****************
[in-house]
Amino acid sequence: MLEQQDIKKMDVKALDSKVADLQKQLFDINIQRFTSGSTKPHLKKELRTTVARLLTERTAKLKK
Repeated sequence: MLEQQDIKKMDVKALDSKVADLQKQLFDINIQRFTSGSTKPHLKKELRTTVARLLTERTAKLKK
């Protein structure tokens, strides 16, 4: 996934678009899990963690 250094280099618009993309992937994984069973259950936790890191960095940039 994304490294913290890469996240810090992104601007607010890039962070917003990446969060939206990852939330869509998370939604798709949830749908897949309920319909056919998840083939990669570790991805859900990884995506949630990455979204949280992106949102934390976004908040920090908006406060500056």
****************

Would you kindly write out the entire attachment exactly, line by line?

[in-house]
Amino acid sequence: MLEQQDIKKMDVKALDSKVADLQKQLFDINIQRFTSGSTKPHLKKELRTTVARLLTERTAKLKK
Repeated sequence: MLEQQDIKKMDVKALDSKVADLQKQLFDINIQRFTSGSTKPHLKKELRTTVARLLTERTAKLKK
């Protein structure tokens, strides 16, 4: 996934678009899990963690 250094280099618009993309992937994984069973259950936790890191960095940039 994304490294913290890469996240810090992104601007607010890039962070917003990446969060939206990852939330869509998370939604798709949830749908897949309920319909056919998840083939990669570790991805859900990884995506949630990455979204949280992106949102934390976004908040920090908006406060500056």